Members of the indigenous Haida population are reclaiming human remains of their ancestors from museums in North America. They bring the remains home to give their ancestors proper burials. “The way other people have treated us was totally disrespectful.”
By Frank Kuin in Skidegate, Haida Gwaii
The serene silence of Skidegate, a remote village in northwestern Canada, is broken by the crowing of ravens and a power saw. In front of Andy Wilson’s house, a bungalow overlooking a misty, quiet bay, two men are doing woodwork under a tarp. Wilson, a member of the Haida population in his fifties, watches while his friend Terry carefully completes the skeleton of a small, wooden box.
Wilson and his people make many of these boxes, designed to bury members of the Haida population who died in the 19th century. Hundreds of these ancestors are being given a final resting place in their region of origin, the Queen Charlotte Islands off the Pacific coast of Canada, after spending about a century in the storage vaults of various museums. Today’s Haida are working to reclaim the human remains from those institutions, a process known as ‘repatriation’.
Repatriation of indigenous objects by museums has become more common in the last 10 to 15 years. Spurred by increased recognition of indigenous peoples, objects of exceptional value are made available to First Nations on a limited basis. In the United States, a law was enacted in 1990 outlining which items qualify for return. But despite that legal framework, the ownership of indigenous museum holdings remains a thorny issue in practice.
The Haida are one of the most active groups in this area – not least because their human remains were very popular among collectors a century ago. The remains of hundreds of Haida people, ranging from bones and skulls to entire skeletons, were collected by anthropologists in the late 19th and early 20th centuries. Museums were an important market for specimens of indigenous tribes facing extinction. The Haida were decimated by a smallpox plague in the 19th century. Today, their remains are often stored in the vaults of museums.
“It’s important for everybody to bring some closure to the past”
That is at odds with the Haida belief that a deceased person should be buried in his or her place of birth to find peace, says Wilson, chairman of Skidegate’s repatriation commission. The bones, once “plundered” by collectors, represent the “restless spirits” of the Haida ancestors, he explains. “Hopefully their spirits will rest when they’re taken home. The way other people have treated us is totally disrespectful.”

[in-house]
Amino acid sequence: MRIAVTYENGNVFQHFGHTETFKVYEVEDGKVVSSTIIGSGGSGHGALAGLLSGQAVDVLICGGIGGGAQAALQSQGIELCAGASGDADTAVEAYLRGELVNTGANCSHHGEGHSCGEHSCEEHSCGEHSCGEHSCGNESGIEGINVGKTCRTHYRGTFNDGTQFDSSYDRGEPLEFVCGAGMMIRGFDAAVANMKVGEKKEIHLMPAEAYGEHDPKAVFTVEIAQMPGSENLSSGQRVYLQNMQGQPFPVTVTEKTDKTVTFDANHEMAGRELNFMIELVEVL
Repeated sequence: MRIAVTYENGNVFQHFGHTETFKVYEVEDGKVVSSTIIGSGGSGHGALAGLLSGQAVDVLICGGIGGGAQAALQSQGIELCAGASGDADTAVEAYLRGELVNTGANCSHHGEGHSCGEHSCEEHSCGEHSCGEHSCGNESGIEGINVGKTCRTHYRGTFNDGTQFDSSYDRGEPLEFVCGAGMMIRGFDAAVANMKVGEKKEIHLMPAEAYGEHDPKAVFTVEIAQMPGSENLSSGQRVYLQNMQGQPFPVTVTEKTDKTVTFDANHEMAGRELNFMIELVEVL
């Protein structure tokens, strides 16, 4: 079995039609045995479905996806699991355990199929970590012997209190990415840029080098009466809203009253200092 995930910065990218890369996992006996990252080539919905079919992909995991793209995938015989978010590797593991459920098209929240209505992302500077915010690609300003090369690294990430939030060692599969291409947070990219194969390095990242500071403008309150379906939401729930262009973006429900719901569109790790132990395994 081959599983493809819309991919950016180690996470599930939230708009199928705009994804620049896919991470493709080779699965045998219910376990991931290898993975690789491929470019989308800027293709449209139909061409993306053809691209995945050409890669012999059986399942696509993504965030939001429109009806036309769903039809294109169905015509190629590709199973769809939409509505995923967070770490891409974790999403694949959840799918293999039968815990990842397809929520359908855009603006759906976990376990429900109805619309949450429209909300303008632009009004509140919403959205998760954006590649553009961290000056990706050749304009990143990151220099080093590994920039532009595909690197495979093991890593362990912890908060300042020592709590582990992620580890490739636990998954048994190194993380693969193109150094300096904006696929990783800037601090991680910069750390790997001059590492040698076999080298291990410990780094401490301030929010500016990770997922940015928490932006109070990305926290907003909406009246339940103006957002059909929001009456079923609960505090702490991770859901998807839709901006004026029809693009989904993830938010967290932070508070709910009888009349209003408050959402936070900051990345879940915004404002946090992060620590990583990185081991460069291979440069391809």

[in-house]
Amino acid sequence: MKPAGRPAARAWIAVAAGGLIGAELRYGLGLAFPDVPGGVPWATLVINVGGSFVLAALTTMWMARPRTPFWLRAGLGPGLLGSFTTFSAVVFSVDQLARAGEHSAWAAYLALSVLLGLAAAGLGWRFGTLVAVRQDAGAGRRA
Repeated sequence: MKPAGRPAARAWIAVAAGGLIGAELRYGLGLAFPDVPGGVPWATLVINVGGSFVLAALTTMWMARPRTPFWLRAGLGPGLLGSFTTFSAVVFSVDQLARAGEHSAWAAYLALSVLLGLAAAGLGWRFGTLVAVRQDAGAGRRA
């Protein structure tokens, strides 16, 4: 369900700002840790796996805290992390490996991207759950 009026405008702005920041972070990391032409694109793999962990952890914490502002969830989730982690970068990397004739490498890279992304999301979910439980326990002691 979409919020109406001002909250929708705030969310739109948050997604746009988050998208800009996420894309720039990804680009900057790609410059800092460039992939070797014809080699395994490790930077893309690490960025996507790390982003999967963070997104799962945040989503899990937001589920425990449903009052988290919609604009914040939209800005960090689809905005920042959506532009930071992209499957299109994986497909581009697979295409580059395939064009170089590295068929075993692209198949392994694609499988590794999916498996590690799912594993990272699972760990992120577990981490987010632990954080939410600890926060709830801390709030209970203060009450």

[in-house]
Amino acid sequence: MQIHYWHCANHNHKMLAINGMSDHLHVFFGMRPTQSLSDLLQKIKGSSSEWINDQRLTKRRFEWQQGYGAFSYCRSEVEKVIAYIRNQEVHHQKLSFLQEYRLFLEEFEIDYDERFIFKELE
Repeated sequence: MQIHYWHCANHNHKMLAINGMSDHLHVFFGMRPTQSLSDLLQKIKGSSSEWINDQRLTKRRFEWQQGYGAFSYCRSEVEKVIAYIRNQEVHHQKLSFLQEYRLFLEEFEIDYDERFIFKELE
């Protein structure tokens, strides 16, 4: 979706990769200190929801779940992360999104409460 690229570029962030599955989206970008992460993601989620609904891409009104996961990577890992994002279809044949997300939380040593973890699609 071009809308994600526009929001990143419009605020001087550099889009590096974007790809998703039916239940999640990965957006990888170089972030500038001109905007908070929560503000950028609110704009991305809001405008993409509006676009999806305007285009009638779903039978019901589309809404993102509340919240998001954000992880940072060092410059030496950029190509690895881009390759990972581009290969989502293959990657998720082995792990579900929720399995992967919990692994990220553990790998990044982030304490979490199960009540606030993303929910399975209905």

The Haida have repatriated the remains of more than 450 ancestors in the past few years – an unprecedented success, due in large part to their systematic approach. During the 1990s, they have contacted almost all major museums in North America, including the Museum of Natural History in New York, the Field Museum of Natural History in Chicago, and the Museum of Civilization in the Canadian capital Ottawa. Now, they’re in talks with the Smithsonian Institution in Washington, D.C. When all remains from the U.S. have been returned, the Haida plan to set their sights on Europe.
To the Haida, the repatriation process is a kind of group therapy to deal with abuses from the past and a way to take the fate of their people in their own hands. Many members of the island population of about 6,000 are involved in the project. Volunteers organize traditional Haida feasts with singing and dancing for visitors to raise funds. School children make the button blankets in which the bones are shrouded. High school students help paint the boxes. “It’s really important for everybody to bring some closure to the past,” says Wilson.
The history of the Haida, a proud people with a sophisticated culture, took a tragic turn in the second half of the 19th century. A white sailor brought smallpox to the Queen Charlotte Islands. The Haida had no resistance against the unknown disease and perished in large numbers; of a population of an estimated 10,000 in 1863, only about 600 people remained around the turn of the century. Survivors fled their old settlements and gathered in the modern villages of Skidegate and Old Massett. The old, abandoned settlements lay in ruins to this day.